No surprise that Nitish is back in flourishing Bihar (Letter from Patna)

By Arpana, IANS
Wednesday, November 24, 2010

NEW DELHI/PATNA - Chief Minister Nitish Kumar’s win is no surprise for the people of Bihar. They had set their heart on bringing him back after witnessing a virtual metamorphosis of the state since 2005.

There was a time when people used to lock themselves up in their homes after sunset. But now there is a buzz on the streets: people throng restaurants and markets with families beyond dusk. The unbelievable has happened in Nitish’s Bihar.

His biggest challenge when he came to power was to bring normalcy to a state where everything seemed abnormal. He succeeded remarkably, winning the trust of people cutting across regional, religious and caste divide.

Unlike his precedessors, he gave people hope, communicating his vision of a new Bihar.

“The people wanted growth and they saw that happening under Nitish’s government. That is why they have voted for him. People are sure he will take the state forward,” said Sunil Kumar, a lawyer in Patna, echoing a widespread sentiment.

Kiran Sharma, a housewife from Aunta in Patna district, said she was not so happy with Anant Singh, the candidate of Nitish Kumar’s Janata Dal-United (JD-U). “But I voted for him because I wanted Nitish to come back.”

That was the mood in Bihar. And why not?

After living in fear for more than 15 years under Lalu Prasad and Rabri Devi and seeing the state slip into a downward spiral, people heaved a sigh of relief when Nitish Kumar was sworn in as chief minister. His focus was on re-establishing law and order and infrastructure in the state.

As the tide turned, eating joints mushroomed in Patna — brands like Yo China, Domino’s, Dosa Plaza, Kapil’s Eleven, Bollywood Treats. Families now queue up till late night.

The Bihar capital also boasts of a Pind Balluchi, a revolving restaurant in Biscomaun Bhawan at Gandhi Maidan and a floating eating joint on the Ganga river. And all this spells jobs — and hope.

Parks in the city, earlier used as garbage dumps and cow sheds, have got a makeover. Seven were inaugurated this year.

Patna Museum, a 93-year-old structure, was renovated and now is the pride of the city.

Maurya Lok, a shopping centre in the heart of Patna, used to be deserted. Now it’s full of life. From gupchup - the Bihari name for golgappas - to litti to Chinese food, its numerous stalls do roaring business.

Maharaja Kameshwar Complex, a new shopping hub, boasts of brands like Lee, Levis, Mufti and Woodland. Even popular readymade clothing brand Fabindia has opened an outlet in the city.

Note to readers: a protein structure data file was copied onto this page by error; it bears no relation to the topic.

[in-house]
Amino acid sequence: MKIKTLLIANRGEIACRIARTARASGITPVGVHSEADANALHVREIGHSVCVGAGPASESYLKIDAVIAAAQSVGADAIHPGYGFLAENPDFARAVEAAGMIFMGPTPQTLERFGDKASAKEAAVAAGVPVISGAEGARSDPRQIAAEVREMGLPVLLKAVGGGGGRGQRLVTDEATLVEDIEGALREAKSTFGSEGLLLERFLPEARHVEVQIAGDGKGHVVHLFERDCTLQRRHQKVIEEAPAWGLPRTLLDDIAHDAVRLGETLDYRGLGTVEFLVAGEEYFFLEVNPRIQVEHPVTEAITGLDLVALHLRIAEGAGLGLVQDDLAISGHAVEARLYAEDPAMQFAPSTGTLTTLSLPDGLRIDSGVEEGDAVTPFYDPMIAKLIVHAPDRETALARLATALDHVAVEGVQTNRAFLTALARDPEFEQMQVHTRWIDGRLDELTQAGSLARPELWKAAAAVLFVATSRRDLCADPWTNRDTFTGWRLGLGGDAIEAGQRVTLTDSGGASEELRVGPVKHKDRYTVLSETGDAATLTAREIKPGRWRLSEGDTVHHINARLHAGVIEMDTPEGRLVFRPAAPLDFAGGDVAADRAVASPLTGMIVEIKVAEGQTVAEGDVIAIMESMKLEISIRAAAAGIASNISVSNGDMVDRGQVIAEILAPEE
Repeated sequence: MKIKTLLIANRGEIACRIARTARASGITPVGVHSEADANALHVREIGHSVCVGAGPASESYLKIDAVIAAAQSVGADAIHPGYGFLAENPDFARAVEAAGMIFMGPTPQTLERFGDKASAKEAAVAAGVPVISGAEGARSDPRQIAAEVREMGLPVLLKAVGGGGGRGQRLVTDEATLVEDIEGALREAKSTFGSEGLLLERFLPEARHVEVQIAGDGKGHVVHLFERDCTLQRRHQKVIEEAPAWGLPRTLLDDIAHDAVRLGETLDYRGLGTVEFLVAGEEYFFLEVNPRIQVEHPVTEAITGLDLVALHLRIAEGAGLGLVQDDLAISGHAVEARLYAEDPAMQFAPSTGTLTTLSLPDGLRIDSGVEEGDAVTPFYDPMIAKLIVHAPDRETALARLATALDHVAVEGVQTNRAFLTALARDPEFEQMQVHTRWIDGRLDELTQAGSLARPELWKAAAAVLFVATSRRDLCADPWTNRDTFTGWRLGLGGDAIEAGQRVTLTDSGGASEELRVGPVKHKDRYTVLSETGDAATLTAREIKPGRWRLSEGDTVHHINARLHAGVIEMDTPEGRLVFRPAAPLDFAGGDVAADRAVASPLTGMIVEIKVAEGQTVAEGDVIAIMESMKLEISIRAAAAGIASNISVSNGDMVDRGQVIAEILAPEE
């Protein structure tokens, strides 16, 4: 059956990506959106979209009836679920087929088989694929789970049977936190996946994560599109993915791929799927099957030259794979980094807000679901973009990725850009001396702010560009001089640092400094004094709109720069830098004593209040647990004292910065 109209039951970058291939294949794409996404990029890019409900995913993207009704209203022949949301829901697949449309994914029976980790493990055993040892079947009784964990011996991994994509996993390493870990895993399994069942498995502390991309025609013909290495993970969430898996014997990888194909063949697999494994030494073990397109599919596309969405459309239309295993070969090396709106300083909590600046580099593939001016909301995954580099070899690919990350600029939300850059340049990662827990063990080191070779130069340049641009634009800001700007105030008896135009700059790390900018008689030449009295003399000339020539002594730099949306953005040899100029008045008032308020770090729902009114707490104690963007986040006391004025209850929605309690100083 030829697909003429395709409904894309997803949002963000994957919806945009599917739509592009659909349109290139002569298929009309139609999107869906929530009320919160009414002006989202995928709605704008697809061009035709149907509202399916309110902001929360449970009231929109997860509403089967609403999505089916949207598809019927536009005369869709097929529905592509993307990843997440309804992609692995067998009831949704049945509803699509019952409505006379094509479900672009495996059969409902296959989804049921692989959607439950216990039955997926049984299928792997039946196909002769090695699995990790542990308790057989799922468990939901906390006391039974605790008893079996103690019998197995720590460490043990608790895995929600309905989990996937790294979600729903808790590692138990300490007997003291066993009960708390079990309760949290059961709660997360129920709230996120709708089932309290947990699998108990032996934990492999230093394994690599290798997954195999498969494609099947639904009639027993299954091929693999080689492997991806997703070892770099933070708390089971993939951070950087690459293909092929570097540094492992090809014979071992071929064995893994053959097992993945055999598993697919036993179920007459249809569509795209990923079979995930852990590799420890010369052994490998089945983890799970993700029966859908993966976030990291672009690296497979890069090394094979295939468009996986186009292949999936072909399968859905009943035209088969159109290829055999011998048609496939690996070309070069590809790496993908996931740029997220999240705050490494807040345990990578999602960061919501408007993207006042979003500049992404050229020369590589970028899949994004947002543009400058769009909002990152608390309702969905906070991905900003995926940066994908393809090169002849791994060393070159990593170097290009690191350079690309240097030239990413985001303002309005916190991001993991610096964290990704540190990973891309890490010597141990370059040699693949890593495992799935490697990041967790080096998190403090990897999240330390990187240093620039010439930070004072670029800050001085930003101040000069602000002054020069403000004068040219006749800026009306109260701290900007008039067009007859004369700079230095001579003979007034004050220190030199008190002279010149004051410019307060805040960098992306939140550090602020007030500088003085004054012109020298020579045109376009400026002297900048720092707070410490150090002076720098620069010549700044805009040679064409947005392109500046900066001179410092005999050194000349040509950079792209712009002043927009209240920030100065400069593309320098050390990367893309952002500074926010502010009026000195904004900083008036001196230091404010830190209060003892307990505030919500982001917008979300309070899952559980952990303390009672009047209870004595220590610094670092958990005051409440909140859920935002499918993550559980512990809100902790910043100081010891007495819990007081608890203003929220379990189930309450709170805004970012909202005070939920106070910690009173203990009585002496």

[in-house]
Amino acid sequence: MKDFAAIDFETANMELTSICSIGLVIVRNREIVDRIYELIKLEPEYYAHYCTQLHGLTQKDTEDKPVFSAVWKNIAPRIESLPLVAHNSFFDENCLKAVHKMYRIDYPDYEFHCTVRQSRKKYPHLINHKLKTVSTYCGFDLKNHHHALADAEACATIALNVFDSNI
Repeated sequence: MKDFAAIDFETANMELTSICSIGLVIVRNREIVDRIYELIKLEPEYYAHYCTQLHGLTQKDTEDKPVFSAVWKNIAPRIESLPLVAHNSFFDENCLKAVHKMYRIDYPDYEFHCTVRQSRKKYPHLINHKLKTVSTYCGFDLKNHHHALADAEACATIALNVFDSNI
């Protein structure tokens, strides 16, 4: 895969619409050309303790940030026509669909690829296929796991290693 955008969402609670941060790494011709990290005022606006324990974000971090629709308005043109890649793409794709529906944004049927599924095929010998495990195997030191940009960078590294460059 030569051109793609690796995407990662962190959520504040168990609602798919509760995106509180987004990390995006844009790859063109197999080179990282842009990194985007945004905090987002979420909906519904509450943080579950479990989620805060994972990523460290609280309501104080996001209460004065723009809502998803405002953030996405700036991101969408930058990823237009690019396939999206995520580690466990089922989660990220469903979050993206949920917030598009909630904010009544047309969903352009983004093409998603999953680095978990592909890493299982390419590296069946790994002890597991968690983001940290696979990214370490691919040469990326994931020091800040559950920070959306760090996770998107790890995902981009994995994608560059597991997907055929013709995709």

Patna’s young now eagerly await filmmaker Prakash Jha’s mall in Patliputra colony.

“Nitish Kumar is working with a vision and he is not focusing on Patna alone. I travel a lot within Bihar. Whether it’s Begusarai, Muzaffarpur or my home town Barauni, the most noticeable change is the roads, which are in proper shape everywhere,” said Priya, a graduate student in Patna Women’s college.

“I moved to Patna in 1998. That time nobody used to go out in the evening. Now you can see the whole city abuzz with activity. You can think of going for long drives or late night ice creams just the way Delhiites do,” said the young woman who voted for the first time — and for JD-U.

Women in a cities outside of Patna too have begun to enjoy a lifestyle usually seen in the metros — they do multi-tasking, work late nights and have fun. Swanky cars ply on the roads, an impossible sight five years ago.

Patna also boasts of the Chanakya National Law University that became operational in 2006 and an Indian Institute of Technology (IIT), which started in 2008.

Work on a leading healthcare centre is going on at war speed. And Nitish Kumar has promised that today’s power starved Bihar will be power surplus in three-four years.

With new flyovers in Patna, property rates have appreciated.

Little wonder that Nitish Kumar’s JD-U in combination with the Bharatiya Janata Party (BJP) swept the polls Wednesday. The chief minister, people say, has brought normalcy to a state that had become notorious for caste politics, crime and more — for decades.

(Arpana can be contacted at

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